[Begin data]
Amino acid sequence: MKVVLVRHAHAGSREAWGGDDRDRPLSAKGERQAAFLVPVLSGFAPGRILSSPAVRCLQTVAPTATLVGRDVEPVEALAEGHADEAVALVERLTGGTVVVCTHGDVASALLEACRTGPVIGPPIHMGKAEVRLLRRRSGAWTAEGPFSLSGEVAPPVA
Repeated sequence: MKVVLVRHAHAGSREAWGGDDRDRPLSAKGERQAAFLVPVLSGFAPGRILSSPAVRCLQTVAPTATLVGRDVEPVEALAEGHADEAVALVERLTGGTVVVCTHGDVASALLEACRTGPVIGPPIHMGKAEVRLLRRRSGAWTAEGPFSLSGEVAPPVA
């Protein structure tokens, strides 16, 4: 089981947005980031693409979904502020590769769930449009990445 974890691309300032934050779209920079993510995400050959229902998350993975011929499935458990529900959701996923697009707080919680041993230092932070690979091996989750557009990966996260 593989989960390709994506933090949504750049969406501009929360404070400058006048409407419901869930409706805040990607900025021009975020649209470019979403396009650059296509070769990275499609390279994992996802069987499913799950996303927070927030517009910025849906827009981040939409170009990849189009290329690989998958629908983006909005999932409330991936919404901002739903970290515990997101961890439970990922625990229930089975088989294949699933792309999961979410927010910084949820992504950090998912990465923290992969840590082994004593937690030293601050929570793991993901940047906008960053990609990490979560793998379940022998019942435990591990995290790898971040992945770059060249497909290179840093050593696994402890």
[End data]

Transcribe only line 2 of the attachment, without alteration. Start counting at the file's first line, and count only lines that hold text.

Repeated sequence: MKVVLVRHAHAGSREAWGGDDRDRPLSAKGERQAAFLVPVLSGFAPGRILSSPAVRCLQTVAPTATLVGRDVEPVEALAEGHADEAVALVERLTGGTVVVCTHGDVASALLEACRTGPVIGPPIHMGKAEVRLLRRRSGAWTAEGPFSLSGEVAPPVA